In spite of a week of the county government claiming parks were closed, for the first time they had made the effort to block them off. No big surprise, given the amount of maintenance the county does, but this still caused a small amount of annoyance as I pulled up to my usual parking lot and found a chain dangling across its entrance. I parked in the "secret" spots - a little pulloff at the end of the road - and watched the rain intensify while I prepped for the run.
Now ready to go, I stepped into a pretty typical rain - maybe a 3/2* - and started off. The train was muddy from the overnight off-and-on waterings, but it wasn't unrunnably bad, and I didn't feel abusive going over it. It was still easy to stay on-trail and step straight in the puddles without wondering just how deep my ankles would sink.
I headed up onto the trail and took a right to do the large loop out first. This was pretty easy, though I was definitely wet by the time I'd hooked back to the powerline section. I climbed the hill and at the top heard a rumble.
This rain had just turned to a thunderstorm. I dropped down the hill and back into the woods, figuring it was safer to be in the middle of a forest than on the flats of the powerline stretch. A few rumbles later and the rain really started, coming now in heavy droplets at moderate volume. This has escalated to a 4/3 or even 4/4. I certainly wasn't drowning in it, but there was quite a bit of water falling.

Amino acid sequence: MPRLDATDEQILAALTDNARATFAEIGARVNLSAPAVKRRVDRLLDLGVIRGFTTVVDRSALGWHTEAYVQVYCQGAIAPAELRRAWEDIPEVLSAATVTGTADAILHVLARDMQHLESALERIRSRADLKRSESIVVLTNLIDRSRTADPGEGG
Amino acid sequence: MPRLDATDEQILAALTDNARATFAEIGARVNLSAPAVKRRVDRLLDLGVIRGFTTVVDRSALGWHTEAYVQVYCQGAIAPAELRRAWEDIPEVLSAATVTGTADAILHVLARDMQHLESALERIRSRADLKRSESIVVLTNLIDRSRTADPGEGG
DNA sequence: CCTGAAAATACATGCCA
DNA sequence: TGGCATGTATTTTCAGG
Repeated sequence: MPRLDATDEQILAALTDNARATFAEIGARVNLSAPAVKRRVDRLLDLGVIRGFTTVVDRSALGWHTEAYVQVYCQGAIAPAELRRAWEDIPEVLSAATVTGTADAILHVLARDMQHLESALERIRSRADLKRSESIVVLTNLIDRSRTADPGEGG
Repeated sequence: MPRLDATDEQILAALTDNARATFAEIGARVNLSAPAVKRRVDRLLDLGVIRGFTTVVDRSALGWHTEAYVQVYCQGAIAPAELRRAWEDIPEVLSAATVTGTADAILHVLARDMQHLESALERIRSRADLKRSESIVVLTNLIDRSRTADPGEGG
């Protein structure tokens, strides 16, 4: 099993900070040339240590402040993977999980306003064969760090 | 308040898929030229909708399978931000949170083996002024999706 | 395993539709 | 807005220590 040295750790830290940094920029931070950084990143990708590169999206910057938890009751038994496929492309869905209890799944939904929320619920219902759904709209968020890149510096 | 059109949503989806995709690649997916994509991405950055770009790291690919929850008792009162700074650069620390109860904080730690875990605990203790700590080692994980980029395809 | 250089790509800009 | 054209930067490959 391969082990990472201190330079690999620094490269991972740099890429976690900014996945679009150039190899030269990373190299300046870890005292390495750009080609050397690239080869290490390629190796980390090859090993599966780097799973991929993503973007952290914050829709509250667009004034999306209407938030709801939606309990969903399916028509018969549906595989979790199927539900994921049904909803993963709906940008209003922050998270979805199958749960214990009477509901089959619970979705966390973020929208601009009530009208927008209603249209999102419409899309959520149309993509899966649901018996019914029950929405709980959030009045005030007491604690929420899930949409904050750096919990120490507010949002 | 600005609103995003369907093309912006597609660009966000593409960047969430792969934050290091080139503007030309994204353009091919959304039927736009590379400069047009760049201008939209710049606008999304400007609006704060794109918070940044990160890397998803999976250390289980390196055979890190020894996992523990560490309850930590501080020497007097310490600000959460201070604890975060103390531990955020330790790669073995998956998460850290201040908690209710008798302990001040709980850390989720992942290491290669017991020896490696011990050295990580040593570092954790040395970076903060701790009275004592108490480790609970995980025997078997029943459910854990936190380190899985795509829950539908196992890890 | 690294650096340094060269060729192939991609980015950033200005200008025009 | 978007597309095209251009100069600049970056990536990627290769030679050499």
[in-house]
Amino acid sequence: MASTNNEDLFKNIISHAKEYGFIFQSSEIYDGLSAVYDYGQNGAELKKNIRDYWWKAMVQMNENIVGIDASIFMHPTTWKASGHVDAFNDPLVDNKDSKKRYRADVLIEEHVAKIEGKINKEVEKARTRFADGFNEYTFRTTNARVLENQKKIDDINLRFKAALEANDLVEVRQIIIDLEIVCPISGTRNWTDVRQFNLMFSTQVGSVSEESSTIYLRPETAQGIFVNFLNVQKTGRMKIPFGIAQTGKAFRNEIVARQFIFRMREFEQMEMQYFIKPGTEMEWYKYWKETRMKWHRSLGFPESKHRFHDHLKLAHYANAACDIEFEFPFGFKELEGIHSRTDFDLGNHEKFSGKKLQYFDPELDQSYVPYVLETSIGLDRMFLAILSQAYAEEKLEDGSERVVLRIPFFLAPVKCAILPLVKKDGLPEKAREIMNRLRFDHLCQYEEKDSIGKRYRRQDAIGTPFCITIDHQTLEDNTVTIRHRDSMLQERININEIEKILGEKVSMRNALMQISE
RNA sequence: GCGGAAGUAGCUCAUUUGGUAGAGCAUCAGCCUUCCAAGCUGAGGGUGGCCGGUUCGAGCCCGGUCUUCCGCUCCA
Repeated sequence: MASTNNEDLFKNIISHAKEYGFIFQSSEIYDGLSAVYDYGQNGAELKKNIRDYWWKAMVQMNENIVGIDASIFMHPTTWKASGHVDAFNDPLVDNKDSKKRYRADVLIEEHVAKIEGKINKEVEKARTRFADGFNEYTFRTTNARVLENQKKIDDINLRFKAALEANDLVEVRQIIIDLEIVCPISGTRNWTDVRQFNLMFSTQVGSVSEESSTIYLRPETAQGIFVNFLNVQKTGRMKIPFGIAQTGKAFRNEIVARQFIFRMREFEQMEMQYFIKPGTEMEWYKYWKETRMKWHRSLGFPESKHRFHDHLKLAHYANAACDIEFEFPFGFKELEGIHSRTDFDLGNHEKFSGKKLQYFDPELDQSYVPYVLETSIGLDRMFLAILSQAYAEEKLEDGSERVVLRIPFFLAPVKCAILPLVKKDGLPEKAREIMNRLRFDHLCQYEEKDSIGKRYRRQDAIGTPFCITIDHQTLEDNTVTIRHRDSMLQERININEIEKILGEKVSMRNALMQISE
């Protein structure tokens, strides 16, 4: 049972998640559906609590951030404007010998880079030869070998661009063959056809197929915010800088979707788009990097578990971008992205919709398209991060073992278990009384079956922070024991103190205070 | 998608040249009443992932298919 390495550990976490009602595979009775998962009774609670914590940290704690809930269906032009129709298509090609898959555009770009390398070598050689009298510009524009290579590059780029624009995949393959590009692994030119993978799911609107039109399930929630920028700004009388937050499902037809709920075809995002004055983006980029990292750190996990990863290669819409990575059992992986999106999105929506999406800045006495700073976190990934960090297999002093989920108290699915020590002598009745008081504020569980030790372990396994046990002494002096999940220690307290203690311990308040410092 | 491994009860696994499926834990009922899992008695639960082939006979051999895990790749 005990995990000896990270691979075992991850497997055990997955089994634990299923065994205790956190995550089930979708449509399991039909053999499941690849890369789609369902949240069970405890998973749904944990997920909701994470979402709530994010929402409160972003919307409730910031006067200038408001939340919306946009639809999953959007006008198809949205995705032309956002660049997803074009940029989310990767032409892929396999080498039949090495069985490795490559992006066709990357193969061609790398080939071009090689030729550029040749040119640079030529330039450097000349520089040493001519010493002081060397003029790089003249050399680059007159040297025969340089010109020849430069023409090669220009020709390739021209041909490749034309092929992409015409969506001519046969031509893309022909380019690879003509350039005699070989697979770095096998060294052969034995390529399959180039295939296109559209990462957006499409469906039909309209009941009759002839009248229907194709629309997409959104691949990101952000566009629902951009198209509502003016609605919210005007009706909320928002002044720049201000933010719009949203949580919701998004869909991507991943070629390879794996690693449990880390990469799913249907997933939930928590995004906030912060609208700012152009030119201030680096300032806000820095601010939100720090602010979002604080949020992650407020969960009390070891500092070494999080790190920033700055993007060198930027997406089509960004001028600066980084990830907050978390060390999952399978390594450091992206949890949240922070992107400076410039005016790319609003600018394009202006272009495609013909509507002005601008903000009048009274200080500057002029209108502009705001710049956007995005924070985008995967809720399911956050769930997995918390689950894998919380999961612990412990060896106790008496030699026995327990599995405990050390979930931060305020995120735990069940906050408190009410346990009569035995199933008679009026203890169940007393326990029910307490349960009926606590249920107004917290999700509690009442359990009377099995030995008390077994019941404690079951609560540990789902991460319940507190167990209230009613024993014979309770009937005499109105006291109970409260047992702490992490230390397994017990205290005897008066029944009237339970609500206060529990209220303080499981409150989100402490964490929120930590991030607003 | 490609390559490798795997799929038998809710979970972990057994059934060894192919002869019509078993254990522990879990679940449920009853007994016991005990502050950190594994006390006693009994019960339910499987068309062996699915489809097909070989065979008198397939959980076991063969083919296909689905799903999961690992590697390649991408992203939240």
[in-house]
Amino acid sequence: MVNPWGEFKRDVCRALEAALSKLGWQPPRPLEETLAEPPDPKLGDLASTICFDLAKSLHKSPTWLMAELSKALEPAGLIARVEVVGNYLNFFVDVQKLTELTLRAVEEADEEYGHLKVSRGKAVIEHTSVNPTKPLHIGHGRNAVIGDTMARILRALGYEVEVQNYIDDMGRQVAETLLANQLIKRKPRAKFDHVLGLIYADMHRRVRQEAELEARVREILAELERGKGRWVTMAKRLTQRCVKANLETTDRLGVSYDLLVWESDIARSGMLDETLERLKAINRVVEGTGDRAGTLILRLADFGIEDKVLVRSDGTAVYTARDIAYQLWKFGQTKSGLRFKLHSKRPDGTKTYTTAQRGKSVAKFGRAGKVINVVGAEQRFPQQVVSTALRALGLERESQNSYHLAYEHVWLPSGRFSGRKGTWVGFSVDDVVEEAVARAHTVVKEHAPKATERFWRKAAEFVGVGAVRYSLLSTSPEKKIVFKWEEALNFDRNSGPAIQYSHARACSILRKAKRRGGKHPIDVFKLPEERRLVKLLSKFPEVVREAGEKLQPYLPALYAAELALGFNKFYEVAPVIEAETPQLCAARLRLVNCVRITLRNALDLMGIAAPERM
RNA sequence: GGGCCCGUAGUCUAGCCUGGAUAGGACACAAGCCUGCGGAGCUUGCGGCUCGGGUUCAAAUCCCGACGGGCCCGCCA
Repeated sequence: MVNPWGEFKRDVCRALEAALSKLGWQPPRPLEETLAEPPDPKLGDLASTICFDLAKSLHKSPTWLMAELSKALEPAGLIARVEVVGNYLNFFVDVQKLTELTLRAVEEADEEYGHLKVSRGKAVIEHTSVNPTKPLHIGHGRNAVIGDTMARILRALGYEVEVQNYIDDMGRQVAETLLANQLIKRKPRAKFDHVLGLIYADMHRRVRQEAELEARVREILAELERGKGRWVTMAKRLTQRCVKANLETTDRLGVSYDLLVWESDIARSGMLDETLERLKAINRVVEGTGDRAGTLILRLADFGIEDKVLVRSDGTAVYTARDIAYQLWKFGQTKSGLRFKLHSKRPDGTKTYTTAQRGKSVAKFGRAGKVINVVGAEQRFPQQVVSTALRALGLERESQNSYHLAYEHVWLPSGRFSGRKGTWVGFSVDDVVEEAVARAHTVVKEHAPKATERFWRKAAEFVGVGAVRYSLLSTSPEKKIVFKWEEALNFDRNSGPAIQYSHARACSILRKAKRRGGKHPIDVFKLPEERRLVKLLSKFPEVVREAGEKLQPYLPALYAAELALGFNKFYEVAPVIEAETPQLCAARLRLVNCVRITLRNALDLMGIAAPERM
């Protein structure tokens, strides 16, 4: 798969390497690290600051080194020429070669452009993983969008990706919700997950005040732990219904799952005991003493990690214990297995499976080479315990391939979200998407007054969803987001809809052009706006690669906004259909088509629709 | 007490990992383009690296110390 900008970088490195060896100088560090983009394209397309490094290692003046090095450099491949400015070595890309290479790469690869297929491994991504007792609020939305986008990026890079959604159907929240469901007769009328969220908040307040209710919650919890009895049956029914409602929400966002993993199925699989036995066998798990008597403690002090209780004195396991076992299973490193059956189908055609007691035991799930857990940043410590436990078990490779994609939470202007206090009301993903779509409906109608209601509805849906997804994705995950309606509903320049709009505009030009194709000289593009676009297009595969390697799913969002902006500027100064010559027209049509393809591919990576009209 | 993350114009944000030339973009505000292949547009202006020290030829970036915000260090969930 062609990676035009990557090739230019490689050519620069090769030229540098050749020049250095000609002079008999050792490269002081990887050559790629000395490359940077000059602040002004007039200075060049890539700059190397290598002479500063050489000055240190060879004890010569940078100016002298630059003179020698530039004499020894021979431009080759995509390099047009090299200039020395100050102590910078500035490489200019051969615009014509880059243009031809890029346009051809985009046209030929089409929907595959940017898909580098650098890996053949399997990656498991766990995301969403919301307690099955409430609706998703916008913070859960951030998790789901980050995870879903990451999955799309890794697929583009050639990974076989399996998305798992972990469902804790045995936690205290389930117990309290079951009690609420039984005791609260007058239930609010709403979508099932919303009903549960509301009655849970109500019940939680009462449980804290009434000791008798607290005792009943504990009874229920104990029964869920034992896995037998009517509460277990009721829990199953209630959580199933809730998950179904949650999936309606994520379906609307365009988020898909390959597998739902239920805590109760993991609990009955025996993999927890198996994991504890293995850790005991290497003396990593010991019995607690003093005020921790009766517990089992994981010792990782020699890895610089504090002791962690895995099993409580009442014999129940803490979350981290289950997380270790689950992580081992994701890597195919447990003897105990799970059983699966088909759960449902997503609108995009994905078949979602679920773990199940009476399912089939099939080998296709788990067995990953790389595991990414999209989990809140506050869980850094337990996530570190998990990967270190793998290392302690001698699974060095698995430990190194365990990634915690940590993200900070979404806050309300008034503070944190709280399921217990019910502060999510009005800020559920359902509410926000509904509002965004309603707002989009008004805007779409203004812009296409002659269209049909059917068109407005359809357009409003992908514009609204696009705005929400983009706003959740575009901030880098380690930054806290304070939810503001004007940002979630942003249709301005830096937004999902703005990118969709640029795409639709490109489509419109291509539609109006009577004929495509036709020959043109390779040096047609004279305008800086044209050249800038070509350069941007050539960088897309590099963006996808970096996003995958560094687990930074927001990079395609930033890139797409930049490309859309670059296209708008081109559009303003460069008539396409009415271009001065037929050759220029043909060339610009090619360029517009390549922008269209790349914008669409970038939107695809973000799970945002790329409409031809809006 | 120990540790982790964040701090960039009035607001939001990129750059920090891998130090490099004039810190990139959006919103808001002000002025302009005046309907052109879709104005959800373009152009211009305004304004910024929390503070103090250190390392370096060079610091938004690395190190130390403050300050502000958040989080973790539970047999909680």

And now came the second time across the creek. Except it wasn't possible, as the creek level was so high that leaping across looked precarious and fording the rapid waters sounded a little silly. I made my way to the bridge and up the river, the rain coming down hard the whole time. This stretch felt muddy, brutal, difficult. A creek crossing arrived that fortunately hadn't been flooded, and I hopped across gamely. As I neared the forest exit, the rain let up, and by the time I was in the open again, my rain gear was burning me up.
The next half went easily, with just a couple little detours to dodge blown-up streams. A couple loops through the south section, then back up to the powerline (again: no creek crossing; bridge it is!), closing out the run with a set of up-tempo segments.
It's definitely colder than I expect this time of year in Virginia. We're far enough south that it feels like spring should be in full bloom by the second week in April, but we've had a frost blow in on a 15 mph wind and now I'm fully bundled.
That's not necessarily bad. We're all out in masks now, and my running buff works serviceably for the purpose on the trails. Plus, of course, there won't be the clusters of walkers and cyclists on the unavoidable paved stretches of the path.